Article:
An Epic Build

The Epic Aircraft factory in Bend, Oregon, transitions from experimental to certified production.

The Epic Aircraft factory in Bend, Oregon, transitions from experimental to certified production. [Credit: Jim Barrett]

I’ll let you in on a secret: In a lot of ways, it’s harder to create a production aircraft out of a fully-fledged experimental model than developing one from scratch—especially under the FAA’s increasingly stringent Part 23 approval parameters. Fortunately, financial support from Epic owner MVF Key Investments never wavered during the process.

Just ask Epic CEO Doug King, who has led the company since 2010. According to King, the enhancements to the engine’s induction system—which improved performance in cruise and climb—were worth it.

If you're not already a subscriber, what are you waiting for? Subscribe today to get the issue as soon as it is released in either Print or Digital formats.

Subscribe Now
Subscribe Now

It’s not because of any limitations, but instead that a certified aircraft is a completely different animal than one that’s crafted to a particular builder’s specs—and can use non-TSO components and take reasonable liberties with certain aspects of the final build, fit, and finish.

At the base, though, is one tough airframe. Carbon fiber doesn’t corrode or fatigue in the same way as metal. Epic tested the fuselage and wings to twice the standards required by the FAA during certification, according to the company.

The parts department at Epic. [Credit: Jim Barrett]

During our walkthrough of the factory, all of the investments added up. For example, many of the primary airframe components are now molded from pre-impregnated carbon fiber materials and oven-cured as opposed to being laid up under a vacuum-bagging process on site. Serial numbers 32 and 33 were coming together during our visit in late August on the final assembly positions. By early November, the customer for SN 32 was about to take delivery of their new Epic.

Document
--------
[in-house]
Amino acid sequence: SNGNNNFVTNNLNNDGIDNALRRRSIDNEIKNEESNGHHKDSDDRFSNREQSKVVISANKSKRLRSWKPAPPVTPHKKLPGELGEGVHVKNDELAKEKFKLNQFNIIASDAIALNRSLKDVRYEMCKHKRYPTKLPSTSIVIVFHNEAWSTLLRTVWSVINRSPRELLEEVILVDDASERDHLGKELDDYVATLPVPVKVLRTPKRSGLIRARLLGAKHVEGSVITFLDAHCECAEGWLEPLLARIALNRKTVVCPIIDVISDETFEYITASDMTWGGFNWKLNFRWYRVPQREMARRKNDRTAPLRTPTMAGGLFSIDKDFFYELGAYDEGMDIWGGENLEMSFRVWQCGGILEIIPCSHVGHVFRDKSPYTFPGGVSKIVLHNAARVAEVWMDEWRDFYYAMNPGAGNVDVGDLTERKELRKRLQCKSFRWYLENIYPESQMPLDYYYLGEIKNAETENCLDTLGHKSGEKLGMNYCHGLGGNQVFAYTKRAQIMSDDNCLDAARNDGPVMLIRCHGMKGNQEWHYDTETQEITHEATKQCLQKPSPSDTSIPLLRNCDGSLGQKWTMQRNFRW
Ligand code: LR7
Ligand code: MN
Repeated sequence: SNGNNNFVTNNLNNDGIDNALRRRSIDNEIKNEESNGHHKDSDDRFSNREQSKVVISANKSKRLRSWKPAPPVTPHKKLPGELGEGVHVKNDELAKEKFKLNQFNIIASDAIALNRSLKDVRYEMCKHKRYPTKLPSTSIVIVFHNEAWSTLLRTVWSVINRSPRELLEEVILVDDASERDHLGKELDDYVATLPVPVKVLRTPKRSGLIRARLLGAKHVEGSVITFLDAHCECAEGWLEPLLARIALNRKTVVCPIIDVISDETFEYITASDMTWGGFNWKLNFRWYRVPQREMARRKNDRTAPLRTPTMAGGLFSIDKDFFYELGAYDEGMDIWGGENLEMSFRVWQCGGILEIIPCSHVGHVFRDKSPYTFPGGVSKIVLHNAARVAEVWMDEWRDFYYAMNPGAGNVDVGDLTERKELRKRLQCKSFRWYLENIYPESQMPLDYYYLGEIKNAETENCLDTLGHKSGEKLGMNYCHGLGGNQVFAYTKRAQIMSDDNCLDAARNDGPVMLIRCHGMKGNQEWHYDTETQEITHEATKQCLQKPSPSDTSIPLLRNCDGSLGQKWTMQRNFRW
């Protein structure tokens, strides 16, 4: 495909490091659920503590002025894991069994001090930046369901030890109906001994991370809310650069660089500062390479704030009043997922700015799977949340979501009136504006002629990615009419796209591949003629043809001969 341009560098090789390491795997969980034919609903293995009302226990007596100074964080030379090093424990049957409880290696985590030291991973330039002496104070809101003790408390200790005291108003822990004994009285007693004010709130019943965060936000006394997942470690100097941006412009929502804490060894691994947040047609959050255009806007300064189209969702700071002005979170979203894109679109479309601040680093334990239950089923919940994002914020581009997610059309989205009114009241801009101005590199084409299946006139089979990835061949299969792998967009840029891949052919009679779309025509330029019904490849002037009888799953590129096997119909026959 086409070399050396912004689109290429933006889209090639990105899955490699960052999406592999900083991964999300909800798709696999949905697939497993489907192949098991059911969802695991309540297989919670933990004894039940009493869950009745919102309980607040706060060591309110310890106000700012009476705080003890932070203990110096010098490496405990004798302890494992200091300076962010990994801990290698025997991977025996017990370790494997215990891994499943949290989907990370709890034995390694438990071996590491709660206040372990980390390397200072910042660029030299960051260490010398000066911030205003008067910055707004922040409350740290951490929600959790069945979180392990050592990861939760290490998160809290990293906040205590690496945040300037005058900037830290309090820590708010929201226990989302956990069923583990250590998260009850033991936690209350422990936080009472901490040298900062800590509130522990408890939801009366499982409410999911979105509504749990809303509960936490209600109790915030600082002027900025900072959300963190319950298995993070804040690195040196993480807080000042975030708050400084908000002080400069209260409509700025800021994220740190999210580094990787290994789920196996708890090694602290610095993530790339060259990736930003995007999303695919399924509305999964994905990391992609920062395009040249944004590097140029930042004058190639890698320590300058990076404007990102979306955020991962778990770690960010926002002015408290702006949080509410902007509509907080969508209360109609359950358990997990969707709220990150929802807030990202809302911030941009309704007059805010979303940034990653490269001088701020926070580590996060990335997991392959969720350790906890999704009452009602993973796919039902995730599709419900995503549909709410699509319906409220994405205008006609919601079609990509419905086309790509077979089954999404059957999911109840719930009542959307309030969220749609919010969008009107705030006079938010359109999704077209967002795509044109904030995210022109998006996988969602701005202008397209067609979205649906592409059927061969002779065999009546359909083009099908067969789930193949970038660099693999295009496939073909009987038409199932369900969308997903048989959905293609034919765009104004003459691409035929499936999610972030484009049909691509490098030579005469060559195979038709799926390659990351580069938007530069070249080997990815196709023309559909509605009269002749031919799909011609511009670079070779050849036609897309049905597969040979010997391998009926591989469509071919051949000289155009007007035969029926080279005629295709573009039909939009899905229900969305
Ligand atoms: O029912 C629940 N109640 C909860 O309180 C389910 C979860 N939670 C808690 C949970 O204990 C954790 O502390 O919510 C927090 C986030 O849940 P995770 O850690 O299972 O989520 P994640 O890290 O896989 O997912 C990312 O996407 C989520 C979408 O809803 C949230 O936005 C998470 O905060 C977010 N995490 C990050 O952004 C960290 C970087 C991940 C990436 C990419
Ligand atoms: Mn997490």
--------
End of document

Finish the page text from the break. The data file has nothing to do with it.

Mx for the GX

Progressive aircraft maintenance is managed through ATP Flightdocs, which includes a dashboard to help track when inspection and other items come due, and a digital logbook to enhance aircraft value retention. Service centers have continuous access to factory parts and support to help reduce any AOG (aircraft on ground) time. Those centers—eight at press time—are positioned across the U.S. and include Ft. Lauderdale Executive Airport (KFXE), Ft. Worth Meacham International Airport (KFTW), Henderson (KHND) and North LasVegas (KVGT) airports, and the factory’s home base in Bend, among others.

Epic Aircraft also knows that its speedy turboprop puts its pilots into the same class as light jets—so it has implemented the kind of safety management system you’d find at transport-category OEMs. Solutions to issues raised come from a joint cross-functional team and turn into action—whether that’s on the production floor, the service center, or in the training program.

Epic Training

Just as important as factory support to the success of a new aircraft is a competent pilot training program. According to Epic, each owner—regardless of whether they acquire the airplane new or used—is obligated under the sales contract to receive and pass the OEM’s training program.

Wiring harness layout screens [Credit: Jim Barrett]